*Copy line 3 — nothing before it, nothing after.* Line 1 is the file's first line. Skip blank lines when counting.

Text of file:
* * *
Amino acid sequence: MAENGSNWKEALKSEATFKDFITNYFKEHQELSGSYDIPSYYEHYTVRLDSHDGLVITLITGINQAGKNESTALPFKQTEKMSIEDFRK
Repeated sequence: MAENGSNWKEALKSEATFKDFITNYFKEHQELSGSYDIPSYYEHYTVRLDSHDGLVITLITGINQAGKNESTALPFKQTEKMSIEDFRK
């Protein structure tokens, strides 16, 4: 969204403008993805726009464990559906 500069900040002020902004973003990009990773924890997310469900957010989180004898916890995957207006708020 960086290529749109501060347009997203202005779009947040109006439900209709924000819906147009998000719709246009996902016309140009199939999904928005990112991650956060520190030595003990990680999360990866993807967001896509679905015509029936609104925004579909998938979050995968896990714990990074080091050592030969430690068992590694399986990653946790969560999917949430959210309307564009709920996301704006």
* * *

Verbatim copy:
């Protein structure tokens, strides 16, 4: 969204403008993805726009464990559906 500069900040002020902004973003990009990773924890997310469900957010989180004898916890995957207006708020 960086290529749109501060347009997203202005779009947040109006439900209709924000819906147009998000719709246009996902016309140009199939999904928005990112991650956060520190030595003990990680999360990866993807967001896509679905015509029936609104925004579909998938979050995968896990714990990074080091050592030969430690068992590694399986990653946790969560999917949430959210309307564009709920996301704006």